3.3. Experiment 3: Effects of intra-CeA administration of propranolol on stress-induced reinstatement of nicotine seeking

The mean (±S.E.M.) number of responses on the active lever and responses on the inactive lever during the last day of nicotine self-administration were 51.4 ± 5.4 and 6.0 ± 2.0, respectively. Substituting saline for nicotine lead to a decrease in the number of responses on the active lever (Fig. 4A; F9,99=13.60, P<0.0001) and did not affect the number of responses on the inactive lever. The extinction criterion was met on day 9. The administration of footshocks increased the number of responses on the active lever (last day of extinction vs. footshocks vehicle condition (Fig. 4B; F1,23=9.52, P<0.005) and there was a trend towards an increase in responding on the inactive lever (F1,23=3.45, P<0.08, not significant). The administration of propranolol into the CeA did not affect the stress-induced increase in responding on the active lever.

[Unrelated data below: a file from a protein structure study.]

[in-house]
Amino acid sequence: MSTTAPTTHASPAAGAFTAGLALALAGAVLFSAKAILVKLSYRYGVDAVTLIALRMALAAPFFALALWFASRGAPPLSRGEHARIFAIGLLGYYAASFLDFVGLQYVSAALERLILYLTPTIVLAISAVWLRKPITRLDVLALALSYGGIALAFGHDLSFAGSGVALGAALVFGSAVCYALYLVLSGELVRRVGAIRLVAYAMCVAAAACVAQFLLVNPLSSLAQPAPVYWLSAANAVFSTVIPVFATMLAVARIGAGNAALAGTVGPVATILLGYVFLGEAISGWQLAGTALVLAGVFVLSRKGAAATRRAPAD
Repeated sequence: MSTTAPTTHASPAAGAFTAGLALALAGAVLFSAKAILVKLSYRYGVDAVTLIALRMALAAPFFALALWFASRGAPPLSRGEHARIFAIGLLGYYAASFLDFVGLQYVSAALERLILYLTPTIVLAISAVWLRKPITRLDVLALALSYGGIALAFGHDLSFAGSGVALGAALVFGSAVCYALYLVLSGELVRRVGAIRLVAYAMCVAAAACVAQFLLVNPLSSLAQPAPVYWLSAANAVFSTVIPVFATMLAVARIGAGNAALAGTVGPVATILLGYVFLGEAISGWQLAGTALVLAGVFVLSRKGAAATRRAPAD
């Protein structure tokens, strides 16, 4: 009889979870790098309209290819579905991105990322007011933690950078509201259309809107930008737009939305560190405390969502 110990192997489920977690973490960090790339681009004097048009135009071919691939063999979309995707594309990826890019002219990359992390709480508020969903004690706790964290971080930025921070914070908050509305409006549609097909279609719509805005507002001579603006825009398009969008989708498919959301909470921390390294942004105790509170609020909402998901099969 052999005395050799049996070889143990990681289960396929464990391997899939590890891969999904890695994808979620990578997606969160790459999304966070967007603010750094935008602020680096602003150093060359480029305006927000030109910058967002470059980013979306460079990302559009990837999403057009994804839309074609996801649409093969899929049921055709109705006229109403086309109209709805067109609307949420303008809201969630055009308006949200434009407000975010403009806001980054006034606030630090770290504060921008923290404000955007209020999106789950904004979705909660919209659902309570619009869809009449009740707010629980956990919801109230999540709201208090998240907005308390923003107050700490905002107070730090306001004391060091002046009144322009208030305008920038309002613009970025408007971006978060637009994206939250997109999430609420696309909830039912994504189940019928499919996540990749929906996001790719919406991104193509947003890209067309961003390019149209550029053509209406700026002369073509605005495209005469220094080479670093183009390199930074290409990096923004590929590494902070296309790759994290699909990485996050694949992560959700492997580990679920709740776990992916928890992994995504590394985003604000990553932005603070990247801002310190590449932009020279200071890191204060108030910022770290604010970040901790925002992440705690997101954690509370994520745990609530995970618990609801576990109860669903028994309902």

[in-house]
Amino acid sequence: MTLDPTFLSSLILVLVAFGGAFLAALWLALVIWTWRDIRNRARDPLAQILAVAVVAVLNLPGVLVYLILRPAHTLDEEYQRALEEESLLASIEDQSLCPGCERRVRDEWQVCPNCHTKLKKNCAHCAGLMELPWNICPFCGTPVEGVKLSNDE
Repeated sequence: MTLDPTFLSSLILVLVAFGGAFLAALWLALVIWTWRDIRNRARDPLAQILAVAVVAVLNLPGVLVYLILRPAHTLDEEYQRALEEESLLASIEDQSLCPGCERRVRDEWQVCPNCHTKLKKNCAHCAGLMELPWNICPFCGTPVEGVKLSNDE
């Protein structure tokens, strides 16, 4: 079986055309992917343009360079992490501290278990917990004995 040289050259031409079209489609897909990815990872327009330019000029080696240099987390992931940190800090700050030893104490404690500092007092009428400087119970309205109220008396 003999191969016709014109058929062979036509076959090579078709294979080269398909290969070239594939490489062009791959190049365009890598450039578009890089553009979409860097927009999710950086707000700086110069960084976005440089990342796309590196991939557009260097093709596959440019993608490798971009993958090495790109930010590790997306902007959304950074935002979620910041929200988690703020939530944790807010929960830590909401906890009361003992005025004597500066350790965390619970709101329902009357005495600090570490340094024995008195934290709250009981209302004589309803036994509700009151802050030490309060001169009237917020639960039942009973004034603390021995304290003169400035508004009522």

Figure 4Figure 4
Effects of propranolol on stress-induced reinstatement of nicotine seeking. Figure 4A shows responding on the active and inactive lever during extinction of nicotine self-administration and stress-induced reinstatement of nicotine seeking (n = 12). In ...

3.4. Experiment 4: Effects of intra-CeA administration of prazosin in the CeA on stress-induced reinstatement of nicotine seeking